But the great mistake that sealed the Staff of Hermes' use in medicine came when the United States Army began using it to represent its medical corps in 1902. World War I guaranteed that this insignia was well disseminated. Since that time, many medical organizations, large clinics, as well as pharmaceutical companies have used this symbol in their logos.
Walter Friedlander performed a study of 242 logos of American medical organizations. He found that typically the Caduceus was used most commonly by medical organizations that are commercial, such as large commercial hospitals and clinics, drug companies, etc. Medical organizations that are professional such as the Canadian Medical Association, the New Zealand Medical Association, and the World Health Organization are more likely to use the second symbol above, the Staff of Asclepius, perhaps because they are often organizations of doctors and perhaps have better knowledge about the origin of both symbols.
So what is the origin of that second symbol, the Staff of Asclepius? Aescepius is described in Homer's Iliad as a healer or physician who practiced in Greece probably about 1200 BC. He was so respected that he was sometime later turned into the God of Healing. He is usually pictured as bearded, dressed in a robe that does not cover his chest, holding a staff, that is a rough hewn piece of tree limb, with a single serpent wrapped around the wood, head at the top. A similar symbol appears on a known Sumerian vase from about 2000 BC thought to represent the Sumerian God of Healing Ningishita.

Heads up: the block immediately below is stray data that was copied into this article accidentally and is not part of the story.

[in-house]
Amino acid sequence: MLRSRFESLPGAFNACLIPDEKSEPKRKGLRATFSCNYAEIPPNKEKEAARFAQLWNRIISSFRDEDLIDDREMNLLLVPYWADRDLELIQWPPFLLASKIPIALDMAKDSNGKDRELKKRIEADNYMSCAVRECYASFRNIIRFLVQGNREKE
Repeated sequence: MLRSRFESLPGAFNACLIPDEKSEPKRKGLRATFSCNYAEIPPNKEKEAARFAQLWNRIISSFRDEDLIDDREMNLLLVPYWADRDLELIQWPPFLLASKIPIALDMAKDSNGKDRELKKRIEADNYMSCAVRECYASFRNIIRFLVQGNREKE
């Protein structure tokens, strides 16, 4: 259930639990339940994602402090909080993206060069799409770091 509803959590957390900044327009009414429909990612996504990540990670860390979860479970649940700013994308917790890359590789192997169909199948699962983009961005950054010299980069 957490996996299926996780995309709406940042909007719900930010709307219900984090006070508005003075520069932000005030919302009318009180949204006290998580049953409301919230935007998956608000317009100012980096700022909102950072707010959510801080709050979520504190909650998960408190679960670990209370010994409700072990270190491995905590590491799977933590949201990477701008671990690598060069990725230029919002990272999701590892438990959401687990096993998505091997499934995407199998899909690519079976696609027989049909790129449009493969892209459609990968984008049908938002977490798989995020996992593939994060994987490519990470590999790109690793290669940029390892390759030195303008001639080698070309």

The mythical origin of Asclepius is as follows:
Asclepius is the god of Healing. He is the son of Apollo and the nymph, Coronis. While pregnant with Asclepius, Coronis secretly took a second, mortal lover. When Apollo found out, he sent Artemis to kill her. While burning on the funeral pyre, Apollo felt pity and rescued the unborn child from the corpse. Asclepius was taught about medicine and healing by the wise centaur, Cheiron, and became so skilled in it that he succeeded in bringing one of his patients back from the dead. Zeus felt that the immortality of the Gods was threatened and killed the healer with a thunderbolt. At Apollo's request, Asclepius was placed among the stars as Ophiuchus, the serpent-bearer. The children of Asclepius included his daughters Meditrina, Hygeia and Panacea who were symbols of medicine, hygiene and healing (literally, "all healing") respectively. Two of the sons of Asclepius appeared in Homer's Illiad as physicians in the Greek army (Machaon and Podalirius).
Medical schools developed in Greece and later spread to Rome. These locations, called Asclepions (Asclepiae) usually included a temple from which to worship Asclepius, as well as buildings to house the priests/physicians, called Asclepiadae; and buildings to house the patients. People came to believe that just by sleeping in an Asclepion, they could be healed. The practices of the local priests added an additional attraction. The people who came to these places were usually well off and offered gifts and sacrifices to the God Asclepius as well as gifts to the priests. Snakes in honor of the God were kept here. They were harmless, usually the species called Elaphe longissima. Many escaped and still thrive in the locations of the ruins of these Asclepions. There were active Asclepions under Roman rule as late as the 6th century AD.
The staff of Asclepius was also used as a printers symbol, often used on the frontispiece of pharmacopoeia that date to the 15th and 16th century. The Caduceus and the staff of Asclepiu were used interchangeably for this purpose and that may explain some of the confusion. Many people still today (me included) use the word Caduceus to indicate both symbols.